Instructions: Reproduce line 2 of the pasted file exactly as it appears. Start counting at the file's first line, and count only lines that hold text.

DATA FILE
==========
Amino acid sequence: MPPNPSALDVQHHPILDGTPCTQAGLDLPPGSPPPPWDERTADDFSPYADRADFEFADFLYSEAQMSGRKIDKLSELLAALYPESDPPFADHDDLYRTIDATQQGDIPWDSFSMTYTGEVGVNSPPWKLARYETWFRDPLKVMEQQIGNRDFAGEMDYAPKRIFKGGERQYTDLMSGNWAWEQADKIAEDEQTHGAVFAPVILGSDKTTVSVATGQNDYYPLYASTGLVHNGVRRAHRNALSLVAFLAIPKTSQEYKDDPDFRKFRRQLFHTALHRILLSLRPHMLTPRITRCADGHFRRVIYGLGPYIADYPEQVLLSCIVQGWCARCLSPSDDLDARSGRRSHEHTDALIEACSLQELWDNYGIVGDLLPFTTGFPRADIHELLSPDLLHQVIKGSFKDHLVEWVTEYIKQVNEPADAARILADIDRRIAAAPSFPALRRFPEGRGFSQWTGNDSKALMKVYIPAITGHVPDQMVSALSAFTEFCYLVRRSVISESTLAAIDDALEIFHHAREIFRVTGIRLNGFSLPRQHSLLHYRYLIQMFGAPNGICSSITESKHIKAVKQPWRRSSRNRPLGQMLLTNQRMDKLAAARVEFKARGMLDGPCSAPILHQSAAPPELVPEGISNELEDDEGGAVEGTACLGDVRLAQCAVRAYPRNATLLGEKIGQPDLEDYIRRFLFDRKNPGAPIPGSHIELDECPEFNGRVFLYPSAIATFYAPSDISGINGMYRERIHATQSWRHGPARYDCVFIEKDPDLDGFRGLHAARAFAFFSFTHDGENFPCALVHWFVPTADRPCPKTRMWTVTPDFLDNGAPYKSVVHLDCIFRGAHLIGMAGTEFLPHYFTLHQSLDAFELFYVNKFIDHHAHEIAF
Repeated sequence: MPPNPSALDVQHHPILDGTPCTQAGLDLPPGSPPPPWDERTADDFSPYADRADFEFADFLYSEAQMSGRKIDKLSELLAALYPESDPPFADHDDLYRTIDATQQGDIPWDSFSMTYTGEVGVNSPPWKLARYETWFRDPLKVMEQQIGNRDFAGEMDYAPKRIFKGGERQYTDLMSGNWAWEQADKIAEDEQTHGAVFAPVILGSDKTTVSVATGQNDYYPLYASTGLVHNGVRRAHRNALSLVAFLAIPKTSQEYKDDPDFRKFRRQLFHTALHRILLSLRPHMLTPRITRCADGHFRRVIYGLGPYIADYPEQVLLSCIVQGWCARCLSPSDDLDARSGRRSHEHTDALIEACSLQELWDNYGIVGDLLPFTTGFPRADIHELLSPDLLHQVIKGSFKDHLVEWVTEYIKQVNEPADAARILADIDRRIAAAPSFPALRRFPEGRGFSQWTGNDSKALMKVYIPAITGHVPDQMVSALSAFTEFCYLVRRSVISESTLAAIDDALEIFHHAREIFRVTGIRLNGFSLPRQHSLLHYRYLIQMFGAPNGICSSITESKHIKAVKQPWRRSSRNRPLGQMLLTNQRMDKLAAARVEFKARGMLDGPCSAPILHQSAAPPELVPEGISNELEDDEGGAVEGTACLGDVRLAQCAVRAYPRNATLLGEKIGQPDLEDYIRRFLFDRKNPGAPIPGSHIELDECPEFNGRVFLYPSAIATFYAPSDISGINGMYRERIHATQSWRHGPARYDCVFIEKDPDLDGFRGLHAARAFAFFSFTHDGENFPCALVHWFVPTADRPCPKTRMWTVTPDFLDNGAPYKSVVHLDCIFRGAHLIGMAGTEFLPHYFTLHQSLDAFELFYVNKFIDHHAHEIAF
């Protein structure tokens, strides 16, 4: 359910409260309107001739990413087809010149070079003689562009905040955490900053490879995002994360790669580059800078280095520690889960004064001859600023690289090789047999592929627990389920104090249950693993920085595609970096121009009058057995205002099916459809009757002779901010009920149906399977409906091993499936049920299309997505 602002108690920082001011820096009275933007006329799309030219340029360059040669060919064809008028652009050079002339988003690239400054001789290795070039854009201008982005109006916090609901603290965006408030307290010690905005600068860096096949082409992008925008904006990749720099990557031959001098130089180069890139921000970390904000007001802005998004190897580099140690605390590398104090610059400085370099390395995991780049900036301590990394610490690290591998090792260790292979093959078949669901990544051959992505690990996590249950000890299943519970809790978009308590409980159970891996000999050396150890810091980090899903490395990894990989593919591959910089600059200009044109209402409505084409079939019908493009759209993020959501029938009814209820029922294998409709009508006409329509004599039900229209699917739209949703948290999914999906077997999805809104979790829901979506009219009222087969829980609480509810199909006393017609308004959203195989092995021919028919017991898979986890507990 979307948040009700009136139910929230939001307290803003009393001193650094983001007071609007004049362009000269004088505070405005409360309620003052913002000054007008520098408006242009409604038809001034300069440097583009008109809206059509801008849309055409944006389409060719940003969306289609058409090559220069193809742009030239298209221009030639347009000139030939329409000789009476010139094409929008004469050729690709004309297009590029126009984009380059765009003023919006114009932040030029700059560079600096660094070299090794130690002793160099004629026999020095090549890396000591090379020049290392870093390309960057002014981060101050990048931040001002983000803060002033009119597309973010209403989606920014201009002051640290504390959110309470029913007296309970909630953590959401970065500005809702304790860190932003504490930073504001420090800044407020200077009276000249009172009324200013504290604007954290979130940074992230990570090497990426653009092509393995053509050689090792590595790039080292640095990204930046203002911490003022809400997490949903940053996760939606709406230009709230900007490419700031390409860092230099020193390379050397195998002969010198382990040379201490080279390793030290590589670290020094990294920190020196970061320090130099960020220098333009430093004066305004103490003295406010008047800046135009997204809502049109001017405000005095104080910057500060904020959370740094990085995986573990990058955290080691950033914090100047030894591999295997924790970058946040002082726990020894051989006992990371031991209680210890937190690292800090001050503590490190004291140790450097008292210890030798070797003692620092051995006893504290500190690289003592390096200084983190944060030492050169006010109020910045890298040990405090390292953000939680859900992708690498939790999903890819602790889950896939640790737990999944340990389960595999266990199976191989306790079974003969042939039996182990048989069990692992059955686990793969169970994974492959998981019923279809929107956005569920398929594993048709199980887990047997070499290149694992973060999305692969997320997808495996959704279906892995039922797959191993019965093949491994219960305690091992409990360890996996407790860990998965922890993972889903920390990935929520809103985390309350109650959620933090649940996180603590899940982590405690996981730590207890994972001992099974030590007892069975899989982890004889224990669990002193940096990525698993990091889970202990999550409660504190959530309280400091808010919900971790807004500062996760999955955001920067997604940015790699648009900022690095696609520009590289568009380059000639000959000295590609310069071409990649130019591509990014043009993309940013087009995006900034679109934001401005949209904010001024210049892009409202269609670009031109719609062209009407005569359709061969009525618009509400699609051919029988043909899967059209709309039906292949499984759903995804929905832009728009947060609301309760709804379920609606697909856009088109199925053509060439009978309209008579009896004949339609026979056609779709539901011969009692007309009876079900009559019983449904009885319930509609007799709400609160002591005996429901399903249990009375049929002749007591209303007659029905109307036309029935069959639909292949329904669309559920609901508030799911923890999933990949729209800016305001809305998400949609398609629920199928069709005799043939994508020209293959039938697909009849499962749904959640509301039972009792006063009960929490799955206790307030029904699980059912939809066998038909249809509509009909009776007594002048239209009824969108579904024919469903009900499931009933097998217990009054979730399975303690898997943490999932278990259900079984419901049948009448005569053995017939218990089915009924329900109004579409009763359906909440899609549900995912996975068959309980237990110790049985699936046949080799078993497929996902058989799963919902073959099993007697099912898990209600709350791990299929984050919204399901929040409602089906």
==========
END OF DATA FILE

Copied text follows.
Repeated sequence: MPPNPSALDVQHHPILDGTPCTQAGLDLPPGSPPPPWDERTADDFSPYADRADFEFADFLYSEAQMSGRKIDKLSELLAALYPESDPPFADHDDLYRTIDATQQGDIPWDSFSMTYTGEVGVNSPPWKLARYETWFRDPLKVMEQQIGNRDFAGEMDYAPKRIFKGGERQYTDLMSGNWAWEQADKIAEDEQTHGAVFAPVILGSDKTTVSVATGQNDYYPLYASTGLVHNGVRRAHRNALSLVAFLAIPKTSQEYKDDPDFRKFRRQLFHTALHRILLSLRPHMLTPRITRCADGHFRRVIYGLGPYIADYPEQVLLSCIVQGWCARCLSPSDDLDARSGRRSHEHTDALIEACSLQELWDNYGIVGDLLPFTTGFPRADIHELLSPDLLHQVIKGSFKDHLVEWVTEYIKQVNEPADAARILADIDRRIAAAPSFPALRRFPEGRGFSQWTGNDSKALMKVYIPAITGHVPDQMVSALSAFTEFCYLVRRSVISESTLAAIDDALEIFHHAREIFRVTGIRLNGFSLPRQHSLLHYRYLIQMFGAPNGICSSITESKHIKAVKQPWRRSSRNRPLGQMLLTNQRMDKLAAARVEFKARGMLDGPCSAPILHQSAAPPELVPEGISNELEDDEGGAVEGTACLGDVRLAQCAVRAYPRNATLLGEKIGQPDLEDYIRRFLFDRKNPGAPIPGSHIELDECPEFNGRVFLYPSAIATFYAPSDISGINGMYRERIHATQSWRHGPARYDCVFIEKDPDLDGFRGLHAARAFAFFSFTHDGENFPCALVHWFVPTADRPCPKTRMWTVTPDFLDNGAPYKSVVHLDCIFRGAHLIGMAGTEFLPHYFTLHQSLDAFELFYVNKFIDHHAHEIAF